bacon press
Cuisine Capers
words to eat by

Not that I’m exactly sure how one tags someone. Leaving a random comment on someone’s blog takes a little more gumption than I usually have. Hmm. Maybe I’ll just post this now and get up the gumption for tomorrow. Besides, I have another Thai dinner to blog.

Saturday, June 25, 2005

Thai fried rice

Yes, here I am again reporting on something that could be a Thai version of a Chinese classic. "Thai Fried Rice" comes from Quick and Easy Thai; there is also a version in Real Thai. Nancie McDermott comments that fried rice is what a Thai might throw together in a situation where an American might put together a sandwich; it's a simple way of making a meal out of whatever is on hand. Besides, there's usually spare rice available in a Thai household.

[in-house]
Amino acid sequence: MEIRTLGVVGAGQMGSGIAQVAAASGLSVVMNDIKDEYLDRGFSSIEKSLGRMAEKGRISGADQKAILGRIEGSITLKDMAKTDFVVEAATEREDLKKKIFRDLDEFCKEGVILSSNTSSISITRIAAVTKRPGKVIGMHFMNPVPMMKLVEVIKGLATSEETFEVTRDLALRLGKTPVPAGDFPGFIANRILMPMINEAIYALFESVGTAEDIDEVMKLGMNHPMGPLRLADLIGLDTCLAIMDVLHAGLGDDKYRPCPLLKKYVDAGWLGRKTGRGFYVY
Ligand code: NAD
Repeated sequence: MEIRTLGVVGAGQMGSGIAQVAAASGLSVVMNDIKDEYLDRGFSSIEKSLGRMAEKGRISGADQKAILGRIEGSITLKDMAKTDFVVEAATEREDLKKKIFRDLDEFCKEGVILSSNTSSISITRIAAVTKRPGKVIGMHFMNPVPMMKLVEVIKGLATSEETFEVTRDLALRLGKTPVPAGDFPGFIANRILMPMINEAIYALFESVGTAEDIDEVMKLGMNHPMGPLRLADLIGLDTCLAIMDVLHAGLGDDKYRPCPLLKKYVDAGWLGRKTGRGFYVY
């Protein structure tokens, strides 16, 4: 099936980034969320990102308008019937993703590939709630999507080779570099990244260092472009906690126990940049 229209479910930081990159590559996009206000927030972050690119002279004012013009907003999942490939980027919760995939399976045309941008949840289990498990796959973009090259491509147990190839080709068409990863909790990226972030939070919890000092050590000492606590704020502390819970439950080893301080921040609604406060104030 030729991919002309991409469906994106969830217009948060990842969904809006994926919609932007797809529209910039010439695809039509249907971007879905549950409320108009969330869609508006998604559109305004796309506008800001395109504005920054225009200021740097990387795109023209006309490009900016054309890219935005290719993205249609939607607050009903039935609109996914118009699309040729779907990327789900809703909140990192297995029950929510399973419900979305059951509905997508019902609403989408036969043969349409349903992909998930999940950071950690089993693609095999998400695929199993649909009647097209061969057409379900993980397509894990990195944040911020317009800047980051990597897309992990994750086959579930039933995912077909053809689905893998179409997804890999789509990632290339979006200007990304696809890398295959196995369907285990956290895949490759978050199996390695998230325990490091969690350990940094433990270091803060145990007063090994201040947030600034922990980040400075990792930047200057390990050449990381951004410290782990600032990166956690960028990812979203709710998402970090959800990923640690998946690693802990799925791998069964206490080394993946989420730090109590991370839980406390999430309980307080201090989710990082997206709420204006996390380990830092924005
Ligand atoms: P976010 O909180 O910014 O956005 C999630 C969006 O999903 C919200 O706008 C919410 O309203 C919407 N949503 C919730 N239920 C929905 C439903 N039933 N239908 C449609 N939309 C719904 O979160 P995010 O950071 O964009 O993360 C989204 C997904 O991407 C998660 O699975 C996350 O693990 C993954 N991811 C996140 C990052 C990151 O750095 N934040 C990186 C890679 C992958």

Spare rice, in fact, was what got me started on this recipe. After that, it was just a matter of adding some chicken thigh meat and some seasonings. As usual, I forgot about the garnishes and optional additions like sliced cucumbers and lime juice; if I really want to cook Thai, I will have to change that outlook.

The recipe in a nutshell: stir-fry some garlic and half a cup of chopped onion in oil for a minute, then add your meat of choice and stir-fry for two more minutes. Add one beaten egg, let it start setting, then stir to scramble it. Then add the rice, two tablespoons of fish sauce, a teaspoon of sugar and two chopped scallions. Heat through.